Shamash, sun +
justice god sits
• Gives laws to king
• Punishments based
on wealth, class +
gender

1. Lion Gate
• Hattusha, c.1400
BCE, Hittites of
Anatolia
• Carved from
building stones
lions seem to
emerge from
gigantic boulders
that form gate
• Harmonizes
colossal scale of
wall
• Despite extreme
weathers the lions
have endured over
the millennia and
still possess a
sense of vigor +
permanence

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1. Assurnasirpal II Killing
Lions
• Palace complex of
Assurnasirpal II,
Kalhu c. 850 BCE,
Assyrians
• Vivid lion hunting
scene Assurnasirpal
stands in a chariot
pulled by galloping
horses + draws his
bow against an
attacking lion that
already had four
arrows protruding
from its body
• Another beast
pierced by arrows
lies on the ground
• Ceremonial hunt, in
which the king,
protected by men
with swords +
shields, rode back
and forth killing
animals as they
were released by
one into an
enclosed area
• Visual narrative

1. Reconstruction Drawing
of the Citabel and Palace
Complex of Sargon II
• Dur Sharrukin,
c.721-706 BCE
Assyrians
• Northwest side,
walled citadel
containing several
palaces and
temples straddled
by city wall
• Guarded by 2
towers only
accessible by a
wide ramp leading
up from an open
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square around
which the
residences of
important
government +
religious officials
were clustered
• Heart of the palace
protected by a
reinforced wall with
only two small off-
center doors lay
past main
courtyard
• Ziggurat towered in
an open space
between temple
complex + palace,
declaring might of
Assyrian kings +
symbolizing claim
to empire
• Seven levels each a
different color

1. Assurbanipal and his


Queen in the Garden
• The Palace at
Nineveh, c.647
BCE, Assyrians
• Unusually peaceful
scene shows kings
and queen in
pleasure garden
• King reclines on
couch and queen
sits in chair at his
feet
• Servants arrive
with trays of food,
38
while others wave
whisks to protect
royals from insects
• Victory
celebration
weapons are on
table behind him +
enemy’s head
1. Reconstruction Drawing
of Babylon in the 6th
century BCE
• Neo-Babylonians
• Older eastern
sector traversed by
Processional Way,
route taken by
religious
processions
honoring city’s
patron god, Marduk
• Street paved
w/large stone slabs
set in a bed of
Bitumen
• Ran from Euphrates
bring through
temple district and
palaces and finally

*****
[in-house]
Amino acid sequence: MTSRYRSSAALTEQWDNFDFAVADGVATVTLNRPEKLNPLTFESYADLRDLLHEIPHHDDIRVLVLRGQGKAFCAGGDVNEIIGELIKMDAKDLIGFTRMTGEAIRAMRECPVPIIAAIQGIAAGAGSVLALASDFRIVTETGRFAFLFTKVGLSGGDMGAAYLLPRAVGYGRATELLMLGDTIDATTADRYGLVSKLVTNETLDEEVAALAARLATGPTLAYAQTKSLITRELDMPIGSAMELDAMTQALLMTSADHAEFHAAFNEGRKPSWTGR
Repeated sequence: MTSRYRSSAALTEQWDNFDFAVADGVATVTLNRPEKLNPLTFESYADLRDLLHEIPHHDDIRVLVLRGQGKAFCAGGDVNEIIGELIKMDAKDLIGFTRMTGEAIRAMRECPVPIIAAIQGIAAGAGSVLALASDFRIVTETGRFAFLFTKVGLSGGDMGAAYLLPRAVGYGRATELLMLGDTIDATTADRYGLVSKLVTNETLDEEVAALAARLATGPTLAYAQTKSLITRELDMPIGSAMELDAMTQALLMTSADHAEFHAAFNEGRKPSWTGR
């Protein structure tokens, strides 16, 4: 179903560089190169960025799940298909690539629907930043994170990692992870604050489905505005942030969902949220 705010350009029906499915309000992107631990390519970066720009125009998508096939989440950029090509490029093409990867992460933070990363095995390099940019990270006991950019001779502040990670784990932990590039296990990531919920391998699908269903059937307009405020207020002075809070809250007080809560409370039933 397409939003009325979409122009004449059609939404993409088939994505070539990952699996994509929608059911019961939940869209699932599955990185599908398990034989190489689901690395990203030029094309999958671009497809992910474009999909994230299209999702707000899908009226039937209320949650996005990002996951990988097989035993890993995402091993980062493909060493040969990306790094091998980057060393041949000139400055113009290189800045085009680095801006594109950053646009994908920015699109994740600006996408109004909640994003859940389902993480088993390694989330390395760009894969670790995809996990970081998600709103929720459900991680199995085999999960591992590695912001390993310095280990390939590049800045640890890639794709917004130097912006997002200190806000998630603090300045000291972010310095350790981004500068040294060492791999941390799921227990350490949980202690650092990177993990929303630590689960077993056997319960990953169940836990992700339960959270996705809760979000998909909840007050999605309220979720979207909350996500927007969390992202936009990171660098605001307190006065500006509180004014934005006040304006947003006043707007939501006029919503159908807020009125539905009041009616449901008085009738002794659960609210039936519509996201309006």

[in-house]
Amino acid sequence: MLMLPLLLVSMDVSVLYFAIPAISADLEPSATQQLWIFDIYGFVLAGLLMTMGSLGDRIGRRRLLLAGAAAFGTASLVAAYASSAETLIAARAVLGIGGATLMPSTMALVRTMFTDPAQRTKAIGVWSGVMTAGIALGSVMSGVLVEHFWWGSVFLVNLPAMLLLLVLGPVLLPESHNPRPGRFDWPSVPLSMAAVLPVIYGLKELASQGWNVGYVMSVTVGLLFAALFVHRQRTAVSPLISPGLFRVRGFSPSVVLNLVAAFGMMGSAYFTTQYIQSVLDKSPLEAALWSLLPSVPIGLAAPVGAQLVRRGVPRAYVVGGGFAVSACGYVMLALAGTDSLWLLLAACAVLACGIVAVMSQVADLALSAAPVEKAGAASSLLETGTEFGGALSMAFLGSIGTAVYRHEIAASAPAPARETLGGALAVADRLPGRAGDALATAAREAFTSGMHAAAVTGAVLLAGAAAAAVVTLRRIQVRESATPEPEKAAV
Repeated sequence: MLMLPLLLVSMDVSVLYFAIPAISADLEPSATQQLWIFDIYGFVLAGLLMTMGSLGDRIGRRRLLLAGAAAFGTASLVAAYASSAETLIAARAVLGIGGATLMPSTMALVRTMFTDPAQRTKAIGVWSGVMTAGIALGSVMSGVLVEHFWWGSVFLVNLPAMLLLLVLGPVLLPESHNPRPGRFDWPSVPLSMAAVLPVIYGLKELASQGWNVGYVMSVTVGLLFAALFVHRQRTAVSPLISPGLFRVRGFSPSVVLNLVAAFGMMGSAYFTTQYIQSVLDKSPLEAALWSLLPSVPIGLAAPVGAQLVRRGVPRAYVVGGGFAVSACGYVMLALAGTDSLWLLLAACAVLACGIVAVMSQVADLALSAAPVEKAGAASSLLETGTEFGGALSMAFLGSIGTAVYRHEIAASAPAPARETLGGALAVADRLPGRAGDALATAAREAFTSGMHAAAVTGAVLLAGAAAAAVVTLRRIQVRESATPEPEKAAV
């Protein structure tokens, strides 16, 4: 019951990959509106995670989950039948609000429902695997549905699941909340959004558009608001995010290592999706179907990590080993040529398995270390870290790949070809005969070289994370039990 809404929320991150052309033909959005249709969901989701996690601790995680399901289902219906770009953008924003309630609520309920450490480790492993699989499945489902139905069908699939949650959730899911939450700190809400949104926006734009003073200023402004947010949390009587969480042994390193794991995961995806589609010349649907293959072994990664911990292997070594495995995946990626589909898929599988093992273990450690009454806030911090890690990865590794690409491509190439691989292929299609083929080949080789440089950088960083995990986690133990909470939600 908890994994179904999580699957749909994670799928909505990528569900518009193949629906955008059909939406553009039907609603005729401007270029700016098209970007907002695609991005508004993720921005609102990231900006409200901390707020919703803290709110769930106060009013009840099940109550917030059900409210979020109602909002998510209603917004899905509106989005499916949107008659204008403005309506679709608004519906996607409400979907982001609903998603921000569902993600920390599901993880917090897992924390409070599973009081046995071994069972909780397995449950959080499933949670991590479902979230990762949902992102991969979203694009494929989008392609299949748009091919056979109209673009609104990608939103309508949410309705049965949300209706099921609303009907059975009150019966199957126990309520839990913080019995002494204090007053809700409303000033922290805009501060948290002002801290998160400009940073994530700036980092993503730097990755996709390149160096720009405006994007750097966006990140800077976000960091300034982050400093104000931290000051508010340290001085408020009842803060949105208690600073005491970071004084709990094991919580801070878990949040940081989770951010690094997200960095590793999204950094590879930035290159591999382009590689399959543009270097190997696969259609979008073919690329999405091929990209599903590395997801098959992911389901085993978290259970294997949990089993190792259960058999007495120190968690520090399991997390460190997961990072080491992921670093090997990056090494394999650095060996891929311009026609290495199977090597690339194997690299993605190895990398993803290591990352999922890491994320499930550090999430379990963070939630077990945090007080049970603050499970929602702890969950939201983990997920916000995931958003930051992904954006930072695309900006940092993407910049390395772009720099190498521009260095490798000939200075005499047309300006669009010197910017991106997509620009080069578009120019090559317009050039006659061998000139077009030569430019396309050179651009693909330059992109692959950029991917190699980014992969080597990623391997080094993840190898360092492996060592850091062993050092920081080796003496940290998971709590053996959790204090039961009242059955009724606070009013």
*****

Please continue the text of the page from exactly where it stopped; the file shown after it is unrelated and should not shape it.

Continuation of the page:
through Ishtar
Gate, ceremonial
entrance to city
• Beyond Ishtar
gates walls on
either side of the
route were faced
with dark blue
glazed bricks

39
1. Ishtar Gate and Throne
Room Wall
• Babylon, c.575 BCE
• Double-arched gate
is symbol of
Babylonian power,
guarded by 4
crenellated towers
• Decorated w/tiers
of mushhushshu
that were sacred to
Marduk
• Lions walk beneath
stylized palm trees
• Didn’t survive but,
marvel  Hanging
Gardens

1. Air View of Ceremonial


Complex, Persepolis
• Iran 518-640 BCE,
Persians
• Name Greeks gave
it, one of best
preserved and
most impressive
ancient sites in
near east
• Darius imported
materials, workers,
artists from all over
empire to build
Parsa
• Ordered work to be
built in Egypt and
transported to the
capital
• Result was a new
style of art that
combined many
cultural traditions

40
1. Woman Spinning
• Susa, 7th, 8th
century BC Persians
• Important looking
b/c wearing elegant
hairstyle, many
ornaments +
garment
w/patterned border
• Sits barefoot +
cross-legged on a
lion-footed stool
covered
w/sheepskin
spinning thread w/
a large spindle
• Servant stands
behind her fanning
her
• Fish and six round
objects lie on
offering stand in
front of her
1. Apadana(Audience Hall)
of Darius and Xexes
• Ceremonial
Complex,
Persepolis, Iran
518-460 BCE,
Persians
• Set above the rest
of the complex on a
second terrace
• open porches on
three sides and a
square hall large
enough to hold
several thousand
people
• displays reliefs on
animal combats
• Lion attacks bulls

41
1. Darius and Xeres
Receiving Tribute
• Detail of a relief
from the stairway
leading to the
Apadana,
Persepolis, Iran
491-486, Persians
• Darius holds an
audience while his